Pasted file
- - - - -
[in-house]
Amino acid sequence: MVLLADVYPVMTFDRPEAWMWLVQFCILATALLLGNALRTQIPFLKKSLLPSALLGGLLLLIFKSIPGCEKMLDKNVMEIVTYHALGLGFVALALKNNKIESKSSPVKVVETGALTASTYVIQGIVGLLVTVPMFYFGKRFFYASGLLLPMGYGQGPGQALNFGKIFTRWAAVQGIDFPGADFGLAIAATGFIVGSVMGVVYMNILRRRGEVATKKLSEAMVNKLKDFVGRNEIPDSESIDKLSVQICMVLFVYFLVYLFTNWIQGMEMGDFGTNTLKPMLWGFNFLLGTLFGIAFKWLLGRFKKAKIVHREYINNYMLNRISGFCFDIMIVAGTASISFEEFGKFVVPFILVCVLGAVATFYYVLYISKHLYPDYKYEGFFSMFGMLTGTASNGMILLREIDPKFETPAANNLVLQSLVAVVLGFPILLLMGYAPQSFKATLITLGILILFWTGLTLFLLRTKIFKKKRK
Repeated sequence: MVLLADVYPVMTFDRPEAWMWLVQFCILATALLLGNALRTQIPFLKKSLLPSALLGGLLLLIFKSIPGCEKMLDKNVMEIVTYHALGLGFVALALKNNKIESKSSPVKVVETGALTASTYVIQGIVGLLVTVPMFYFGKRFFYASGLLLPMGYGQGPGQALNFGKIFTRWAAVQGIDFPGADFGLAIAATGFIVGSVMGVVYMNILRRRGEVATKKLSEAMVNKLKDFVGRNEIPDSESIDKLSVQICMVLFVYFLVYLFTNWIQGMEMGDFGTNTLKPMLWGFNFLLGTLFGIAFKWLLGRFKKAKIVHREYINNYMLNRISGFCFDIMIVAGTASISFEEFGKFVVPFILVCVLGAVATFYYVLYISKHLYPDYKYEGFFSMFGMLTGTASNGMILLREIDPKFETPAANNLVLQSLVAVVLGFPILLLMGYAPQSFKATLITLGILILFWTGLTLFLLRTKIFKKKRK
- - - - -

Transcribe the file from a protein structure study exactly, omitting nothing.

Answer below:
[in-house]
Amino acid sequence: MVLLADVYPVMTFDRPEAWMWLVQFCILATALLLGNALRTQIPFLKKSLLPSALLGGLLLLIFKSIPGCEKMLDKNVMEIVTYHALGLGFVALALKNNKIESKSSPVKVVETGALTASTYVIQGIVGLLVTVPMFYFGKRFFYASGLLLPMGYGQGPGQALNFGKIFTRWAAVQGIDFPGADFGLAIAATGFIVGSVMGVVYMNILRRRGEVATKKLSEAMVNKLKDFVGRNEIPDSESIDKLSVQICMVLFVYFLVYLFTNWIQGMEMGDFGTNTLKPMLWGFNFLLGTLFGIAFKWLLGRFKKAKIVHREYINNYMLNRISGFCFDIMIVAGTASISFEEFGKFVVPFILVCVLGAVATFYYVLYISKHLYPDYKYEGFFSMFGMLTGTASNGMILLREIDPKFETPAANNLVLQSLVAVVLGFPILLLMGYAPQSFKATLITLGILILFWTGLTLFLLRTKIFKKKRK
Repeated sequence: MVLLADVYPVMTFDRPEAWMWLVQFCILATALLLGNALRTQIPFLKKSLLPSALLGGLLLLIFKSIPGCEKMLDKNVMEIVTYHALGLGFVALALKNNKIESKSSPVKVVETGALTASTYVIQGIVGLLVTVPMFYFGKRFFYASGLLLPMGYGQGPGQALNFGKIFTRWAAVQGIDFPGADFGLAIAATGFIVGSVMGVVYMNILRRRGEVATKKLSEAMVNKLKDFVGRNEIPDSESIDKLSVQICMVLFVYFLVYLFTNWIQGMEMGDFGTNTLKPMLWGFNFLLGTLFGIAFKWLLGRFKKAKIVHREYINNYMLNRISGFCFDIMIVAGTASISFEEFGKFVVPFILVCVLGAVATFYYVLYISKHLYPDYKYEGFFSMFGMLTGTASNGMILLREIDPKFETPAANNLVLQSLVAVVLGFPILLLMGYAPQSFKATLITLGILILFWTGLTLFLLRTKIFKKKRK